In the early months of the COVID-19 pandemic, state and federal measures—including stimulus payments, increased unemployment insurance (UI) payments, increased food assistance benefits, and extended eligibility periods for some safety net programs—averted a sharp increase in poverty. But the impact of the COVID-19 shutdown has been especially bifurcated. As the state emerges from the pandemic, the safety net can help make the recovery more equitable. At a PPIC virtual event last week, Caroline Danielson outlined a new PPIC report about how policymakers might best leverage safety net resources during recessions and recoveries, and then moderated a discussion with a panel of experts.
Danielson noted that California’s safety net does respond to increased need during recessions, but there are gaps, particularly for adults without children and families with mixed immigration statuses. California’s largest safety net programs share several features that create challenges during economic downturns: gaps in program eligibility, incomplete take-up of programs, and an insufficiently systemic approach. Given the major role of federal policymakers in regulating and funding much of the safety net, what can state policymakers do to leverage resources?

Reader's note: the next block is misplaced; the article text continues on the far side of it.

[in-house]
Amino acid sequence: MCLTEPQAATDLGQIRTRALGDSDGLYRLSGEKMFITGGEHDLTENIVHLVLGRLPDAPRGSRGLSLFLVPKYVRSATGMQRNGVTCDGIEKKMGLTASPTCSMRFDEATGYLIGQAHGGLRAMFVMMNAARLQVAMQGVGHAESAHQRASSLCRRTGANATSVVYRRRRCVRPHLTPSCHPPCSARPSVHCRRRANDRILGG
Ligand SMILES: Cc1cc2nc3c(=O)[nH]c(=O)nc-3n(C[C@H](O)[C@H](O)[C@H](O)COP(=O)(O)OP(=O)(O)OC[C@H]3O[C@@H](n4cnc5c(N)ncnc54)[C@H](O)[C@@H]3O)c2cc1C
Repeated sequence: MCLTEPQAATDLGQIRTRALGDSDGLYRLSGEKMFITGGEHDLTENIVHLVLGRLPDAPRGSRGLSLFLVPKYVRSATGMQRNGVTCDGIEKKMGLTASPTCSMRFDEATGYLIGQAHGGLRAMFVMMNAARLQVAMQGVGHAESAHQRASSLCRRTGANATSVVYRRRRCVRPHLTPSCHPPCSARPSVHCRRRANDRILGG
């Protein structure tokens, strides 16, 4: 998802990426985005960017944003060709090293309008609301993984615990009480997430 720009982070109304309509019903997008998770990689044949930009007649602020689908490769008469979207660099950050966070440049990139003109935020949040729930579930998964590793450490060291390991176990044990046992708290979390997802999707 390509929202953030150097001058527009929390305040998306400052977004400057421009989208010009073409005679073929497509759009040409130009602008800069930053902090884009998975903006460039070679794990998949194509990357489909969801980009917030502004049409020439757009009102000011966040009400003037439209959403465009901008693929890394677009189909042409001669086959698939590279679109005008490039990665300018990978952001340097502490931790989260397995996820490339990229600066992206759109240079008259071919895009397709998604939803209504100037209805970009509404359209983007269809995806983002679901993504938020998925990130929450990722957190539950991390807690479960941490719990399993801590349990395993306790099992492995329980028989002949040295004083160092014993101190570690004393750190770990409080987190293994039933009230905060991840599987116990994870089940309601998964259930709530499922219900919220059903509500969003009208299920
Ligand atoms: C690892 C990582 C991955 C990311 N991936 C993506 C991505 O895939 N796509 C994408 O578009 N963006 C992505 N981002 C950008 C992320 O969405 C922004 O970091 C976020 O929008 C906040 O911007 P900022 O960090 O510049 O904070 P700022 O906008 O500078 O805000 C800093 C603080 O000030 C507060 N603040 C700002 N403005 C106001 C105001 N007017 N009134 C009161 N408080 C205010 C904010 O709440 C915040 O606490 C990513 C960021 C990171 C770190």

Kim Johnson, director of the California Department of Social Services, pointed to the partnership between community-based organizations and the state during the pandemic as a model for the future. “The way in which we have come together . . . has been tremendous, and absolutely needed,” she said. At the beginning of the pandemic, the state worked with community groups to find ways to get support to people who were being asked to stay at home, to avoid unnecessary “churn,” and get support both to those who were already enrolled and those who were newly in need.
California also looked to fill gaps created by federal rules—by creating the Disaster Relief Assistance for Immigrants program, for example. Andrew Cheyne, director of government affairs for the California Association of Food Banks, noted the importance of filling these gaps. He pointed to proposed legislation to provide dedicated food resources for Californians excluded from CalFresh due to federal rules and stressed the need to address disparate rates of safety net uptake for non-English-speakers. In general, he added, “We need to be affirmative in dismantling institutional biases.”
Mayra Alvarez, president of the Children’s Partnership, said that the pandemic highlighted the need for a systemic approach. “We can’t be looking at single programs,” she said. “What are the systems that are set up to serve our most marginalized communities? . . . How can we support those systems to be more responsive? I think that really came to life during this pandemic.”
The panelists agreed that there is great potential for change. State and federal leaders are proposing an array of measures that expand safety net access and provide economic relief. As Johnson put it, “This is an opportunity like no other. It’s hard to say if it’ll come around again. And I do think that there’s so much alignment in the commitment, in the ‘how’ we are wanting to go about our work in making the change.”